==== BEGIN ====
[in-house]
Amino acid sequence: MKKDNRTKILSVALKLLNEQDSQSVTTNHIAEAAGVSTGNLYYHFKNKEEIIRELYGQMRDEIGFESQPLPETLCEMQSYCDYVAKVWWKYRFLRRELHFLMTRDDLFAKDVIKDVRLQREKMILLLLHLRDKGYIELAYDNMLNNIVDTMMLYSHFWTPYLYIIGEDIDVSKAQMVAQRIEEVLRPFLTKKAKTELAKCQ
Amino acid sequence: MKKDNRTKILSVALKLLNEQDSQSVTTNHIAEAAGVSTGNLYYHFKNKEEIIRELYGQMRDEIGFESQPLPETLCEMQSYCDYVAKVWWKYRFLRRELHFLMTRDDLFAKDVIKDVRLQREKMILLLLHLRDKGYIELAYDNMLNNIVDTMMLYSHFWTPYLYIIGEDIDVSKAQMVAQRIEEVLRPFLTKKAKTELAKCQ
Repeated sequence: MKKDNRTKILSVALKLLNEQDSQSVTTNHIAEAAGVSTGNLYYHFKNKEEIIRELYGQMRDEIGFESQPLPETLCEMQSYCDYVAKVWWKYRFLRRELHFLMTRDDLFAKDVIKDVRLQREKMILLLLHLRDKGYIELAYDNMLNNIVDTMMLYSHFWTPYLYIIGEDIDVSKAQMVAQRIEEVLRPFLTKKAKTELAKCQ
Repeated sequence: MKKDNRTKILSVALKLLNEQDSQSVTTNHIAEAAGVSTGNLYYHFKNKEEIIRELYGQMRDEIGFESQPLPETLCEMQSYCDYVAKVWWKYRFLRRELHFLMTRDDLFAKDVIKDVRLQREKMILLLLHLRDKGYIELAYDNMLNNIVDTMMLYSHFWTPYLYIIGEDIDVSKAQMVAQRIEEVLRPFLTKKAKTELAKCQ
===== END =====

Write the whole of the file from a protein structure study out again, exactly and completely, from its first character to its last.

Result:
[in-house]
Amino acid sequence: MKKDNRTKILSVALKLLNEQDSQSVTTNHIAEAAGVSTGNLYYHFKNKEEIIRELYGQMRDEIGFESQPLPETLCEMQSYCDYVAKVWWKYRFLRRELHFLMTRDDLFAKDVIKDVRLQREKMILLLLHLRDKGYIELAYDNMLNNIVDTMMLYSHFWTPYLYIIGEDIDVSKAQMVAQRIEEVLRPFLTKKAKTELAKCQ
Amino acid sequence: MKKDNRTKILSVALKLLNEQDSQSVTTNHIAEAAGVSTGNLYYHFKNKEEIIRELYGQMRDEIGFESQPLPETLCEMQSYCDYVAKVWWKYRFLRRELHFLMTRDDLFAKDVIKDVRLQREKMILLLLHLRDKGYIELAYDNMLNNIVDTMMLYSHFWTPYLYIIGEDIDVSKAQMVAQRIEEVLRPFLTKKAKTELAKCQ
Repeated sequence: MKKDNRTKILSVALKLLNEQDSQSVTTNHIAEAAGVSTGNLYYHFKNKEEIIRELYGQMRDEIGFESQPLPETLCEMQSYCDYVAKVWWKYRFLRRELHFLMTRDDLFAKDVIKDVRLQREKMILLLLHLRDKGYIELAYDNMLNNIVDTMMLYSHFWTPYLYIIGEDIDVSKAQMVAQRIEEVLRPFLTKKAKTELAKCQ
Repeated sequence: MKKDNRTKILSVALKLLNEQDSQSVTTNHIAEAAGVSTGNLYYHFKNKEEIIRELYGQMRDEIGFESQPLPETLCEMQSYCDYVAKVWWKYRFLRRELHFLMTRDDLFAKDVIKDVRLQREKMILLLLHLRDKGYIELAYDNMLNNIVDTMMLYSHFWTPYLYIIGEDIDVSKAQMVAQRIEEVLRPFLTKKAKTELAKCQ